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 Balancing Hemispheres (Posted on 2019-11-15)
Two rigid hemispheres A and B with uniform volume density p have radii a and b, respectively. Hemisphere B has its flat face glued to a plane. Hemisphere A is then balanced on top of hemisphere B such that their curved surfaces are in contact.

Naturally, A is in equilibrium when its flat face lies parallel to the flat face of B. However, if given a small nudge, A rolls without slipping on the curved surface of B and will either oscillate about the equilibrium position or fall.

The constraint on aa such that A can oscillate is given to be kb>a, where k is some positive real number.

Find the value of k.

Assume that gravity points down, perpendicular to the plane of B's flat face.

 No Solution Yet Submitted by Danish Ahmed Khan No Rating

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 Here is a try ... | Comment 7 of 9 |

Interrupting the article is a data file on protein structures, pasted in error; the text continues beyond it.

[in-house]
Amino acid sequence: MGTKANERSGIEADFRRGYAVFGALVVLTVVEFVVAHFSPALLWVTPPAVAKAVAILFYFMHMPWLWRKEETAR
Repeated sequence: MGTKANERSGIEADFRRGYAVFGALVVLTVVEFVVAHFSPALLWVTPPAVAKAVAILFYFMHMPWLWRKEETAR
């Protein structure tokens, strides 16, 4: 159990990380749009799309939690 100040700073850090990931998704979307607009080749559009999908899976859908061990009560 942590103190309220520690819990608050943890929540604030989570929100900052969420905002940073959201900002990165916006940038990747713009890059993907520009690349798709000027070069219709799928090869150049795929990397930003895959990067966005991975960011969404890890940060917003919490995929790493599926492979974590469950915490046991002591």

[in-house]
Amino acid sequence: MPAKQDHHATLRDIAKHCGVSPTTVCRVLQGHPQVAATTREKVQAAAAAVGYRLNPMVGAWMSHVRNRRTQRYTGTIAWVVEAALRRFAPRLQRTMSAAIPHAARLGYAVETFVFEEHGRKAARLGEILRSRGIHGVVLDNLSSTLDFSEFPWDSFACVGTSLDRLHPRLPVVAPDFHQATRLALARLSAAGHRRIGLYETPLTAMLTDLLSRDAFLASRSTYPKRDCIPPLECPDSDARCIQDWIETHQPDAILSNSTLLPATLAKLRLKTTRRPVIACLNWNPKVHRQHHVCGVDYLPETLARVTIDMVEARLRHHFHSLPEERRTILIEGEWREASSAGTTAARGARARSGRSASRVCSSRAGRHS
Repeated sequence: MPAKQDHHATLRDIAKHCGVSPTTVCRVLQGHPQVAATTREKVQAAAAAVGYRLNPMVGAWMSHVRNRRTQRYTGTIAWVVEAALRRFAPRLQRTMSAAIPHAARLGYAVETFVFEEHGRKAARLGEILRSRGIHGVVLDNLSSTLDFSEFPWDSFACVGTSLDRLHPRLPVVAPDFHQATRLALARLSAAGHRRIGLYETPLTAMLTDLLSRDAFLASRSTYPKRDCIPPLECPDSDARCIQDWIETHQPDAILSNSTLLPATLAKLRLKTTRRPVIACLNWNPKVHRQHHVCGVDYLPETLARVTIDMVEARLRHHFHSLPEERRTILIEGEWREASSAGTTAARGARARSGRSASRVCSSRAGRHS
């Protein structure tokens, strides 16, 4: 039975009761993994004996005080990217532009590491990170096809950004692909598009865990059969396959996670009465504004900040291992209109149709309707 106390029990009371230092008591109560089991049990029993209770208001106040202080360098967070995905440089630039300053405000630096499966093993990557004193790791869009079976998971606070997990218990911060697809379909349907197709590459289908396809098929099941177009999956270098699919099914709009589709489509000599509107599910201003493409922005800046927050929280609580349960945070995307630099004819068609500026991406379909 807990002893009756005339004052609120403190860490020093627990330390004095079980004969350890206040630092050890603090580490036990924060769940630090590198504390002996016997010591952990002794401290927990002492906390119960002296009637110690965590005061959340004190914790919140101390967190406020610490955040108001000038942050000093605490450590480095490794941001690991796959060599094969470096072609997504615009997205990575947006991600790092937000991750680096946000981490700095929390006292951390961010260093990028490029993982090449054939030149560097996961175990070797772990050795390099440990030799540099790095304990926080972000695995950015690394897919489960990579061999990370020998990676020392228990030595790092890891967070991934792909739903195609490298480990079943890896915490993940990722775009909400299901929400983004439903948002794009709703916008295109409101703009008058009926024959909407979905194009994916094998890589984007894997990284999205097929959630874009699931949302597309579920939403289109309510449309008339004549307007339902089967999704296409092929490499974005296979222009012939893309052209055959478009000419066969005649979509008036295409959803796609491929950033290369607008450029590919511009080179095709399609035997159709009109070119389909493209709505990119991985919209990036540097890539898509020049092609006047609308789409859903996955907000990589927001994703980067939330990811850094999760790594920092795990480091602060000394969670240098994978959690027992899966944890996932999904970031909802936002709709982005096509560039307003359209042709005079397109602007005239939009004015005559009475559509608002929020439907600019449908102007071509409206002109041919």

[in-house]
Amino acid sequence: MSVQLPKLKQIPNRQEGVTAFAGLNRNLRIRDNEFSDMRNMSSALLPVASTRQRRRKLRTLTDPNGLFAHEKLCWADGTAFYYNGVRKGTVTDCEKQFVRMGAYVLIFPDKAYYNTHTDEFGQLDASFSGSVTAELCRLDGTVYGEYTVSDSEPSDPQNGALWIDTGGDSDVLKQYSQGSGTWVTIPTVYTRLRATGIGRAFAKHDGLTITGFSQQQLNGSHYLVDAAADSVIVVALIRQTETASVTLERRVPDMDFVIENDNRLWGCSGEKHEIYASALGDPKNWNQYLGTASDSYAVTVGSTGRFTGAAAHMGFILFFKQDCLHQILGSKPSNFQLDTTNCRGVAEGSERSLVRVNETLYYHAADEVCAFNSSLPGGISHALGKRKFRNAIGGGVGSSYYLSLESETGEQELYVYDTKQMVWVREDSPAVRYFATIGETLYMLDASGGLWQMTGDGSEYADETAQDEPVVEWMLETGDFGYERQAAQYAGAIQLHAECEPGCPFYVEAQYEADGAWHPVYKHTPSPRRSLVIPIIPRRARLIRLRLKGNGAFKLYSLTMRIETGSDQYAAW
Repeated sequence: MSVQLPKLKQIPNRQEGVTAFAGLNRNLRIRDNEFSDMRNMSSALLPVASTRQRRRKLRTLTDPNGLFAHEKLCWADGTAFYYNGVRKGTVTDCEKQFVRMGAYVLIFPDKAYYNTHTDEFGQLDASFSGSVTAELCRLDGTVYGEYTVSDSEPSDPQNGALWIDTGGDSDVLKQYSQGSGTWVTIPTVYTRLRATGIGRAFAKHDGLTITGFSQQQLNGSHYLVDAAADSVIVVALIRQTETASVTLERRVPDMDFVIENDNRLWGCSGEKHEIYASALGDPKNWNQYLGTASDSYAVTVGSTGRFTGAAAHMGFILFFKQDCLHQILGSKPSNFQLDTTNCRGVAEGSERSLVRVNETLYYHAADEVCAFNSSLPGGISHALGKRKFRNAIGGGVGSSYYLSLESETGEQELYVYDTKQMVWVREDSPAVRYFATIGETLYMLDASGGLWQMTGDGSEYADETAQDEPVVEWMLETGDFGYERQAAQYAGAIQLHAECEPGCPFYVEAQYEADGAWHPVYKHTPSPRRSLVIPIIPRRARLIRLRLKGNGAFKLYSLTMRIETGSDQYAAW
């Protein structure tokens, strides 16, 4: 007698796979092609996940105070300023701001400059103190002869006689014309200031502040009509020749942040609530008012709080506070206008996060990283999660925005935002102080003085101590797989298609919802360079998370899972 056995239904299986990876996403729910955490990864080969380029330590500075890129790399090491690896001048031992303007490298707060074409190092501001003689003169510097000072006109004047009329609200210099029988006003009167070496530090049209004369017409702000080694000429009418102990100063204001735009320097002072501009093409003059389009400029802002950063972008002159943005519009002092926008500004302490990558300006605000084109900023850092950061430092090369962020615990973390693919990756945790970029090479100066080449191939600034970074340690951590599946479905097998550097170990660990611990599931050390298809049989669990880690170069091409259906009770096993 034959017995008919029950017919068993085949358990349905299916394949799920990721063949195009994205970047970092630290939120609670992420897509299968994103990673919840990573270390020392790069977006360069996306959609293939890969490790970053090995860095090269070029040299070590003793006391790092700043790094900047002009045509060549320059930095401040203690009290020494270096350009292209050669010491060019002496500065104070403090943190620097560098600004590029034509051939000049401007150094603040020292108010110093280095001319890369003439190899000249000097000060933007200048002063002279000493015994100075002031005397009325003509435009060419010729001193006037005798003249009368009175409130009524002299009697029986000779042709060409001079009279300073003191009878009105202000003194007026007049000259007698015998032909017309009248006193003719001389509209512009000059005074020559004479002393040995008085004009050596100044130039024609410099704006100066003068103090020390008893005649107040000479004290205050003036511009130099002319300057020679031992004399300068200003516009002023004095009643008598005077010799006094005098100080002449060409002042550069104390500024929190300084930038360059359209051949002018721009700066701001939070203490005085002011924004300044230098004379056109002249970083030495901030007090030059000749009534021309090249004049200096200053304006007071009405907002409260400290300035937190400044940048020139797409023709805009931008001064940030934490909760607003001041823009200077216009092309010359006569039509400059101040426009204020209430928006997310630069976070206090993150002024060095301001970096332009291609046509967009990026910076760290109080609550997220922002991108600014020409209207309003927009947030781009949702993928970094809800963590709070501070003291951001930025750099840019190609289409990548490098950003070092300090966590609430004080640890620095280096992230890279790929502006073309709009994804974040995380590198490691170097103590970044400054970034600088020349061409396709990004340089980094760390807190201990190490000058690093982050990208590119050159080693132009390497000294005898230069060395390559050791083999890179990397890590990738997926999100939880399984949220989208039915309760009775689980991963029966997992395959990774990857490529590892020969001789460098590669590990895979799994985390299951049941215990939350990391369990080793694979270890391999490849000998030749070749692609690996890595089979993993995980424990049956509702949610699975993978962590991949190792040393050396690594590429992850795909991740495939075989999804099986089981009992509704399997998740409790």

If theta is the arc through which the rolling occurs with respect to the lower sphere "A", then the angle through which the upper sphere "B" rotates is (A/B)* theta, because the non-slipping arc length must be A*theta for both objects.

If we rotate B exactly to the tipping point, there will be a triangle formed by the radius of B (center of flat surface to point of contact), a distance of (3/8)*B (center of flat surface to CG of object B), and an unknown length (CG of object B to point of contact), and this 3rd side will be pointing straight down in line with gravity.  We know we have the right amount of rotation if the unknown length is equal to:
sqrt{B^2 + (3/8)^2 B^2 - 2(B)((3/8)B*cos((A/B)*theta)}
or B* sqrt{1 + 9/64 - (3/4)*cos((A/B)*theta)}

 Posted by Larry on 2019-11-18 14:47:38

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